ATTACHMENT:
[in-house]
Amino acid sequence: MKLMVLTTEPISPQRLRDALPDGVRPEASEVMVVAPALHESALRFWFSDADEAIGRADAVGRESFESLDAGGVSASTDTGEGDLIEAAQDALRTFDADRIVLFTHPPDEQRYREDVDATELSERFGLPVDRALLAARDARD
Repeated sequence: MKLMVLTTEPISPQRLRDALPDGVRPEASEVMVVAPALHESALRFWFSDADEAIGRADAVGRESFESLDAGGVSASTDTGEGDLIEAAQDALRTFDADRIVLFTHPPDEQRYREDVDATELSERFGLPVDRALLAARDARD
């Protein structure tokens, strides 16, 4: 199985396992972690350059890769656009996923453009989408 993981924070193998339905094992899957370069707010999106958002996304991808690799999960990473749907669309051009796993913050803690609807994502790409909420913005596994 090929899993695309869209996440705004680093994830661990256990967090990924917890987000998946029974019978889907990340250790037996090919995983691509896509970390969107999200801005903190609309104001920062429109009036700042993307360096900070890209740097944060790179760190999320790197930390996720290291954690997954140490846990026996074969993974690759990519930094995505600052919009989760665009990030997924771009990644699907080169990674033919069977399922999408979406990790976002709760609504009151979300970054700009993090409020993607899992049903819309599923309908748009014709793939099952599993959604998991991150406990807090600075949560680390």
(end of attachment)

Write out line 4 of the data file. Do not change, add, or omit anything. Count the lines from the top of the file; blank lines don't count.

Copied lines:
């Protein structure tokens, strides 16, 4: 199985396992972690350059890769656009996923453009989408 993981924070193998339905094992899957370069707010999106958002996304991808690799999960990473749907669309051009796993913050803690609807994502790409909420913005596994 090929899993695309869209996440705004680093994830661990256990967090990924917890987000998946029974019978889907990340250790037996090919995983691509896509970390969107999200801005903190609309104001920062429109009036700042993307360096900070890209740097944060790179760190999320790197930390996720290291954690997954140490846990026996074969993974690759990519930094995505600052919009989760665009990030997924771009990644699907080169990674033919069977399922999408979406990790976002709760609504009151979300970054700009993090409020993607899992049903819309599923309908748009014709793939099952599993959604998991991150406990807090600075949560680390």